It’s Cool to Fly Program to be Featured on 'Meet the Peetes'


April is National Autism Awareness Month, a time meant to improve awareness and acceptance of autism and draw attention to the tens of thousands of people diagnosed with autism spectrum disorder (ASD) each year. Airport Harmonization Specialist Bruce Sickler’s daily job is to ensure that American enacts policies and best practices that take into consideration the obstacles faced by customers and team members with disabilities, seen or unseen. In 2014, he started It’s Cool to Fly, a program that gives travelers with ASD a mock airport experience.

For children on the autism spectrum, the unfamiliar drill of air travel can be an overwhelming experience. Whether it’s getting your boarding pass, waiting in line at security or not understanding why you need to go through a metal detector away from your belongings, every task is new. Tack on to that the constant waiting and the amount of people you encounter in an airport, and you can understand why most families who have a child with autism skip air travel altogether.

Bruce Sickler, who suffered an injury in 1993 that limits his mobility, understands the difficulty that those traveling with disabilities face. It is his job to take the obstacles that customers with special needs encounter and help create a solution to mitigate them. It didn’t take Bruce long after he started with American in 2000 to begin to seize the opportunity to educate and advocate on the needs of those living with disabilities — both for American team members and customers. He became president of the airline’s Abilities Employee Business Resource Group, which works to create an inclusive environment for team members with different needs.

The It’s Cool to Fly program, now in its fourth year, offers families traveling with children who have autism the opportunity to take what is essentially a test flight, but on the ground. Participants come to an airport, check in, go through security, wait in a crowded space, board and taxi around the tarmac — all to become comfortable with the sensory experience of air travel. A typical event lasts about 3 1/2 hours.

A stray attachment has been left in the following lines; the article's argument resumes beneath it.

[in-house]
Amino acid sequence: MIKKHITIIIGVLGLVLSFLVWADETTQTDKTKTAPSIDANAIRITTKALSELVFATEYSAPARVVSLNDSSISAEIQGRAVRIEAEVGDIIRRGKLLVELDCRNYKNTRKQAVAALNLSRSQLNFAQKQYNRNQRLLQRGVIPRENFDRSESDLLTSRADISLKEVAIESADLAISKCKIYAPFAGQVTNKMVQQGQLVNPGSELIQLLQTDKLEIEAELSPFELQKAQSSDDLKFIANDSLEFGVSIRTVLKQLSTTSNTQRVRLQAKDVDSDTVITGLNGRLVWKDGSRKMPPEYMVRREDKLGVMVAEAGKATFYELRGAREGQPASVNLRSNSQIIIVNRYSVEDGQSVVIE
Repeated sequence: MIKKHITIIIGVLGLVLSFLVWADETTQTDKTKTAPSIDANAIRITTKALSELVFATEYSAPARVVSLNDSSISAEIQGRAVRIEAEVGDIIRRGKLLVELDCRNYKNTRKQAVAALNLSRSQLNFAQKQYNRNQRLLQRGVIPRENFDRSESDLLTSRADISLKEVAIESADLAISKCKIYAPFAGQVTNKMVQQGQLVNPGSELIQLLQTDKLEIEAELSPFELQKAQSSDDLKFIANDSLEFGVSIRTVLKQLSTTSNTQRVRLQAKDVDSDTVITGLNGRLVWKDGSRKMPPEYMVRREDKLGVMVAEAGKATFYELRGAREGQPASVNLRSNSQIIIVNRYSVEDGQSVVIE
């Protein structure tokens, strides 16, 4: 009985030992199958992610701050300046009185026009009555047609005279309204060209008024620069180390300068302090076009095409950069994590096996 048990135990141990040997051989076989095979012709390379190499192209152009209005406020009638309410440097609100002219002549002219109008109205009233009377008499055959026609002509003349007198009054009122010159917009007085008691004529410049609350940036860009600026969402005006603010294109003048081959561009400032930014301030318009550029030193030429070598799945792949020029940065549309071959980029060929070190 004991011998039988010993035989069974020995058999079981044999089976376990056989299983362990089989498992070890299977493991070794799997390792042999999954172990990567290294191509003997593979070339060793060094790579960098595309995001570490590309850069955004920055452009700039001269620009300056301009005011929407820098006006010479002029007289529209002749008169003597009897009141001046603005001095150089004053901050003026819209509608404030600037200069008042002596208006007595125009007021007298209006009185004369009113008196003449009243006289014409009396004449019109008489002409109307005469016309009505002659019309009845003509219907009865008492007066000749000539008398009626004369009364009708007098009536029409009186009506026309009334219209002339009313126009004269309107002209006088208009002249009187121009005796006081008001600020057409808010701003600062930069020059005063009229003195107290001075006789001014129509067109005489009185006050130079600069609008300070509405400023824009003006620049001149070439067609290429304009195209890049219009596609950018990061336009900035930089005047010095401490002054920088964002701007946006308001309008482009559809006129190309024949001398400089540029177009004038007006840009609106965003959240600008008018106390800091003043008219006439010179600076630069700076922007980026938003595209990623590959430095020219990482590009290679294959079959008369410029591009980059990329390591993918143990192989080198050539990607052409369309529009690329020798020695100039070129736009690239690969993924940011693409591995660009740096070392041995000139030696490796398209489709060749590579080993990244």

“You watch, from start to finish, the parents coming into the airport. When they are sitting and waiting for the plane, you see this face of concern; the what-if factor is all over the parents’ faces,” Bruce said. “They worry how their child is going to react because they’ve seen their reaction before. But then you get on the plane and see that little bit of worry release. Then you get off the plane and they are excited; they know how much their child can do and that this program has helped make a difference.”

The free program does a lot to help children with autism, but it also allows American team members to become more aware of the obstacles that these customers face and how they can assist during the process. Every American team member involved in the mock flight is a volunteer. “They do it because they care,” Bruce said. “And they get something valuable out of it, too. They are learning firsthand the compassion needed to serve these customers and their loved ones at every step of their journey.”

This year, there are plans for 25 events at airports across American’s network, and the program continues to grow. Bruce said he works with local autism advocacy organizations in each It’s Cool to Fly city to spread the word about the program and identify participants.

Last year, actress Holly Robinson Peete participated in the program with her son, RJ, who was diagnosed with autism in 2000, when he was 3 years old. After participating, Holly wanted to film an It’s Cool to Fly event to feature on Meet the Peetes, her reality show that follows the actress’ busy life with her husband, former NFL player Rodney Peete, and their four children. “After going through the mock flight for the first time back in the fall, Holly wanted to show others what American does for those with autism and help spread awareness,” Bruce said.

So in January, American partnered with Holly and Rodney’s foundation, HollyRod, for another It’s Cool to Fly event at Los Angeles International Airport (LAX). You can see it in action for yourself on the season finale of Meet the Peetes this Sunday, April 22, at 9 p.m. CT on the Hallmark Channel. And you can read more of Bruce’s story in April’s American Way magazine, which is available in seatbacks on board all American Airlines flights.

Bruce Sickler, seated center, poses with LAX volunteers at the It’s Cool to Fly event.

Bruce Sickler, seated center, poses with actress Holly Robinson Peete and LAX volunteers at the It’s Cool to Fly event.

Actress Holly Robinson Peete makes an announcement with Customer Service Coordinator Ralph Galvan at the It's Cool to Fly event at LAX.

Holly makes an announcement with Customer Service Coordinator Ralph Galvan at the It's Cool to Fly event at LAX.